Did your mechanics check your throttle switch. Some of the world models had a vacuum switch on the left fender to gauge the idle position. Most other models had a switch on the throttle shaft. If this switch is open the car will idle high.
I would also test for vacuum leaks. I would also test the idle valve to see what its doing. The early systems could close the valve down with a 70/30 duty cycle. This means that the valve is pulsed with a steady frequency (say 100hz - 100 times a second). The pulsewidth is then 1/100 of a second. For this period the coil can be energized 70% of the time and off 30% of the time. This is as far as the system can energize the valve. The opposite to this would be holding the circuit for 30% and off 70%. All proper idle correction lies in between. So... one must measure this to know whether the system is trying to do its job. If the system has the valve energized 70/30 then there is either too much air entering from other sources or the valve isn't being closed by the strong signal.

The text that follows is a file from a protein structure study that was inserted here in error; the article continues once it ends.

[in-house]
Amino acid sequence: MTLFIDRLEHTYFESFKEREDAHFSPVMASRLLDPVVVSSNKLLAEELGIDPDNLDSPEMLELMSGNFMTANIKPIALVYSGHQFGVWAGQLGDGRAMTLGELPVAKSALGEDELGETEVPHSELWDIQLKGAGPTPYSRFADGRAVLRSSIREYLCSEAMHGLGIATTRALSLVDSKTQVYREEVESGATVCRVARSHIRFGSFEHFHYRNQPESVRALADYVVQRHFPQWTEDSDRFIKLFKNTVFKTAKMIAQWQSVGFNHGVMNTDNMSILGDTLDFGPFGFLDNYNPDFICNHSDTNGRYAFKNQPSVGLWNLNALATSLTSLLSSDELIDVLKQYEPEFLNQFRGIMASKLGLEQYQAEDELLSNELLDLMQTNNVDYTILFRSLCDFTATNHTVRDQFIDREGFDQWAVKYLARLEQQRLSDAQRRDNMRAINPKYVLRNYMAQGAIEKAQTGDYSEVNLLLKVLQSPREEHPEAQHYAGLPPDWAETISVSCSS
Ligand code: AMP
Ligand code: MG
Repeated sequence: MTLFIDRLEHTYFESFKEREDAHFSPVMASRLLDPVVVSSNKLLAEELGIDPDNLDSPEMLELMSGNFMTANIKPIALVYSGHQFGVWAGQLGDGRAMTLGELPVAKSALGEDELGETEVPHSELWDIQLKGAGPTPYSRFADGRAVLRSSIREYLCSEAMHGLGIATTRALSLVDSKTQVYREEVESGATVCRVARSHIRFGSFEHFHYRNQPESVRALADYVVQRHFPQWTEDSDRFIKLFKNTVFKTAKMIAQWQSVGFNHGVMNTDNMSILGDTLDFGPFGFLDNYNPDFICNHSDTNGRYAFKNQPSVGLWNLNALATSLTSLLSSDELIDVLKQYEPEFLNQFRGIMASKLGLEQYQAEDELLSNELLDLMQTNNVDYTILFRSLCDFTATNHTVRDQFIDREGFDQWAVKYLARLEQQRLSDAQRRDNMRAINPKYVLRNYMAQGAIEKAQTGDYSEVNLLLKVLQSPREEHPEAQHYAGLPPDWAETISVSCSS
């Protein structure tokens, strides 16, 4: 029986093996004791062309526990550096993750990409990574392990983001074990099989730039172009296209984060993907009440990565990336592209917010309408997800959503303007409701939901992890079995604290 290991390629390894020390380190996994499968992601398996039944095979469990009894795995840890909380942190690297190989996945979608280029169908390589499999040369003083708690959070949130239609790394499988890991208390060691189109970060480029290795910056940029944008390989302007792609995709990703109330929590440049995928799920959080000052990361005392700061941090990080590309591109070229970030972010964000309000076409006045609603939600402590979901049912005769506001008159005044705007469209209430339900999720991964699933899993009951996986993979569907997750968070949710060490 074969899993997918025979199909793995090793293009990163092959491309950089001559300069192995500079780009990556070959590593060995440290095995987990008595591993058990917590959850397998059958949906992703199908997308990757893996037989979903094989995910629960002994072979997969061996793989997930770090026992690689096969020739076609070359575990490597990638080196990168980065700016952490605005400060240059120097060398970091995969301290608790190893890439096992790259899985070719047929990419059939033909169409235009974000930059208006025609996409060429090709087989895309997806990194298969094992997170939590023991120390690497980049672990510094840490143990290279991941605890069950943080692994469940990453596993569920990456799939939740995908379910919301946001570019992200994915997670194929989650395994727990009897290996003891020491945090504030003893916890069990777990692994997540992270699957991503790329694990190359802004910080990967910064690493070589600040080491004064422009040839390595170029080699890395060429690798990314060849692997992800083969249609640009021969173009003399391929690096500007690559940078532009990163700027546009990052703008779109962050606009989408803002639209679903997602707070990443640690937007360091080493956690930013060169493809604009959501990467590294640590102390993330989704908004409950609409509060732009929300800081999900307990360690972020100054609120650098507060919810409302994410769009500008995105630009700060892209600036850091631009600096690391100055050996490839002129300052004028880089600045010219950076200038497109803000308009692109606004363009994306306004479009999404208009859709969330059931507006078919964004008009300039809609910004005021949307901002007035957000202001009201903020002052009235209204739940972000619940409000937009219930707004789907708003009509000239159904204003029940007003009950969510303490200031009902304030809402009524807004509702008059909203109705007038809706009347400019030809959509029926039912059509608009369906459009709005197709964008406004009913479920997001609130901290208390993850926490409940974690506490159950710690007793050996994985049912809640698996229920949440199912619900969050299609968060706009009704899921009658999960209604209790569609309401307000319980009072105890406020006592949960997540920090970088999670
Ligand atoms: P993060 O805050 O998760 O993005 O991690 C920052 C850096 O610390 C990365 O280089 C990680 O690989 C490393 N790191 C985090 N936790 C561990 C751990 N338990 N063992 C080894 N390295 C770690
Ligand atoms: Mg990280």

To verify whether all the air is coming through the valve the passage can be blocked; the engine should die.
I would also be sure your timing isn't too high.
Bosch Master, ASE Master, L1
33 years MB technician